German novels have been existent for almost 350 years and it is no doubt that they have been producers of quality literature through time. Germans have tackled almost all topics you could think, from history, philosophy, and even the aspects of being human. Reading them are surely worth your time since you would be able to learn a lot from the famous classics they have produced. Here is a comprehensive list of some German novels you should consider taking time to read.
The Quest for Christa T (1968) by Christa Wolf
This novel was a living evidence of Wolf’s own metafictional exploration. The novel was a compilation of sorts, letters, diaries, and other forms of written material that helped her discover a doppelganger that she claims to be haunting her. Upon discovering her own self, she was also able to conclude how the society both forms and denies the identities of the people in it. It also depicted how certain types of governance could harm the societies inside it. The plot may seem simple and common but the learnings you could get from this novel would exceed your expectations.
Transit (1942) by Anna Seghers
This novel provided a bit of an adventure by focusing the story on European refugees who wanted to escape from Nazi Germany and Vichy France by travelling through Marseille. As the title implies, the novel explains how the transit of these refugees went all the way to the south of France. Sometimes, the title attributed to this novel is “Transit Visa” as the story also featured how the characters managed to obtain the visas and paperwork they needed to be able to live.
The Glass Bead Game (1943) by Herman Hesse
Among the few German authors who had a different focus on the literature they wrote was Hesse. This novel explored art and literature. The main character was Joseph Knecht who has been able to live thrice but he does not see what his purpose in life is. While tackling this, the novel was also able to assess the place of art in the society at that time and how important it was for art to be physically present so it could be validated indeed as an art.
After Midnight (1937) by Imgard Keun
The Nazi party rose during the 1930s and no doubt, a lot of authors have used them as a subject to their novels. It was a famous subject matter as their presence have been dominant back then. This novel is a love story, focusing on forbidden love where the focus is on a young woman living in Germany experiencing the cruelty of the German government. Just to release her works which was forbidden in Germany, Keun even sought for her own exile. Eventually, this novel has made its way back to Germany and has become a blockbuster.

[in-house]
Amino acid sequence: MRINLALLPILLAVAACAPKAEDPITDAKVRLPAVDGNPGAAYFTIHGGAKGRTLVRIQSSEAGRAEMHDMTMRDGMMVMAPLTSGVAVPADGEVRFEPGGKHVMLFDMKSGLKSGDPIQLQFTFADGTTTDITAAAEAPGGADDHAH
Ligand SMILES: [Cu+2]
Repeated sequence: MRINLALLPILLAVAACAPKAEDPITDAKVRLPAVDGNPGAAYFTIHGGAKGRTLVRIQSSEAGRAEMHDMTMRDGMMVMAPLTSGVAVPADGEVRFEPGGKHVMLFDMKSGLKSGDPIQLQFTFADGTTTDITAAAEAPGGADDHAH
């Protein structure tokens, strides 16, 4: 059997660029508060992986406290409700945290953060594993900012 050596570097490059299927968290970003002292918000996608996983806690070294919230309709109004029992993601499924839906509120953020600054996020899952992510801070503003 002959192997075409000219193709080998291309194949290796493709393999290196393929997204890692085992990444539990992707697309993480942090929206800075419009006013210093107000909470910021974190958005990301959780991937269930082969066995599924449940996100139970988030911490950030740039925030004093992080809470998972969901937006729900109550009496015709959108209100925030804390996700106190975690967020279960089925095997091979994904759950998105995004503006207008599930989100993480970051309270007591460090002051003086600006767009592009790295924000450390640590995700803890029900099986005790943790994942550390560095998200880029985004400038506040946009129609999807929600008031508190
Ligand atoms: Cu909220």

The Sleepwalkers (1932) by Hermann Broch
Broch was an Austrian and this work contains a trilogy. This novel was considered to be one of the masterpieces of modern German prose. The interesting thing about this novel is how Broch provided a look at the society from a viewpoint of someone who is deemed insignificant. The novel gives the idea that sometimes, history brings unpredictable changes which leaves everybody unprepared.
The Lost Honour of Katharina Blum (1974) by Heinrich Boll
This novel was based on a true story during the height of sensationalized tabloid journalism in the west side of Germany. It depicted how media or the public in general has the power to destroy individual people’s lives. Katharina Blum is the protagonist in the story and at some point, she took home a man after going to a party. Later on, she faced murder charges of a journalist who was snooping around them. Indeed, the story showed how ruthless the industry of journalism is just to produce news that would need the guarantee to be read.
Berlin Alexanderplats (1929) by Alfred Doblin
This novel was set in Berlin and made use of several forms of print media from newspapers to street signs, and even pop music. This novel actually contributed to the booming of multimedia in the 20th century. It is said to be one of the most influential German novels in the world as it combined cinematic montage with playful narration and an honest view of what life is.
The Tin Drum (1959) by Gunter Grass
This novel is claimed to be the most highly acclaimed novel of post-war Germany. This novel is actually the first installment among the trilogy that he produced. The story focuses on a German family before who lived before World War II. The point of view in the novel is from Oskar, who was a young man confined in an asylum for the insane. The part of Germany in focus was Danzig. Somehow, this novel also served as a social commentary while Germany was focusing on its efforts to reconstruct its economy. Grass asks, “Who will have the willingness to look back?”